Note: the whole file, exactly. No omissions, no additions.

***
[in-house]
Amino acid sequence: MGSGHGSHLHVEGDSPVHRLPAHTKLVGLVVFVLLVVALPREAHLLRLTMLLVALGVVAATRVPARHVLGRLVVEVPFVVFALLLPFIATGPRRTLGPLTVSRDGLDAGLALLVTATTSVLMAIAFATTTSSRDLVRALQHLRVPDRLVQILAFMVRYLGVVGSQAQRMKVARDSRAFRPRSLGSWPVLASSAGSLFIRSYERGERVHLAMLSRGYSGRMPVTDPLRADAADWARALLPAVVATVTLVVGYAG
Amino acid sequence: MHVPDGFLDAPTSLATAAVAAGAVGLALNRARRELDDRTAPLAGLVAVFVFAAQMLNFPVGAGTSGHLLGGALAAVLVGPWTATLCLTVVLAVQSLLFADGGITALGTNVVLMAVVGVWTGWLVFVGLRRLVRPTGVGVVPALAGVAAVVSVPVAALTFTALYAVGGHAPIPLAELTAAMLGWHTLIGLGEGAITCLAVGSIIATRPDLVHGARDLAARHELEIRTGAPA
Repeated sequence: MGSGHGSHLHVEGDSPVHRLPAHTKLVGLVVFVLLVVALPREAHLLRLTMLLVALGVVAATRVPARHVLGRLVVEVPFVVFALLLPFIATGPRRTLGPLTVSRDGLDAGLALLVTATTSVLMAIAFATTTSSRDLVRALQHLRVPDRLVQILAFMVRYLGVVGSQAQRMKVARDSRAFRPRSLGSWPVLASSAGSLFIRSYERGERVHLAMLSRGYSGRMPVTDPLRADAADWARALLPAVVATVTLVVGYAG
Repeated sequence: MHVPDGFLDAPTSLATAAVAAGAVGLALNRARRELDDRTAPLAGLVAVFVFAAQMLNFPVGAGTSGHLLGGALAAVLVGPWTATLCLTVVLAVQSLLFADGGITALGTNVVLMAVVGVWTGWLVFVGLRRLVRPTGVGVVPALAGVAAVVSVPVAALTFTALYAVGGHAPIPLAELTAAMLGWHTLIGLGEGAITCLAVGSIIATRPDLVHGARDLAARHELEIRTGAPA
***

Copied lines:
[in-house]
Amino acid sequence: MGSGHGSHLHVEGDSPVHRLPAHTKLVGLVVFVLLVVALPREAHLLRLTMLLVALGVVAATRVPARHVLGRLVVEVPFVVFALLLPFIATGPRRTLGPLTVSRDGLDAGLALLVTATTSVLMAIAFATTTSSRDLVRALQHLRVPDRLVQILAFMVRYLGVVGSQAQRMKVARDSRAFRPRSLGSWPVLASSAGSLFIRSYERGERVHLAMLSRGYSGRMPVTDPLRADAADWARALLPAVVATVTLVVGYAG
Amino acid sequence: MHVPDGFLDAPTSLATAAVAAGAVGLALNRARRELDDRTAPLAGLVAVFVFAAQMLNFPVGAGTSGHLLGGALAAVLVGPWTATLCLTVVLAVQSLLFADGGITALGTNVVLMAVVGVWTGWLVFVGLRRLVRPTGVGVVPALAGVAAVVSVPVAALTFTALYAVGGHAPIPLAELTAAMLGWHTLIGLGEGAITCLAVGSIIATRPDLVHGARDLAARHELEIRTGAPA
Repeated sequence: MGSGHGSHLHVEGDSPVHRLPAHTKLVGLVVFVLLVVALPREAHLLRLTMLLVALGVVAATRVPARHVLGRLVVEVPFVVFALLLPFIATGPRRTLGPLTVSRDGLDAGLALLVTATTSVLMAIAFATTTSSRDLVRALQHLRVPDRLVQILAFMVRYLGVVGSQAQRMKVARDSRAFRPRSLGSWPVLASSAGSLFIRSYERGERVHLAMLSRGYSGRMPVTDPLRADAADWARALLPAVVATVTLVVGYAG
Repeated sequence: MHVPDGFLDAPTSLATAAVAAGAVGLALNRARRELDDRTAPLAGLVAVFVFAAQMLNFPVGAGTSGHLLGGALAAVLVGPWTATLCLTVVLAVQSLLFADGGITALGTNVVLMAVVGVWTGWLVFVGLRRLVRPTGVGVVPALAGVAAVVSVPVAALTFTALYAVGGHAPIPLAELTAAMLGWHTLIGLGEGAITCLAVGSIIATRPDLVHGARDLAARHELEIRTGAPA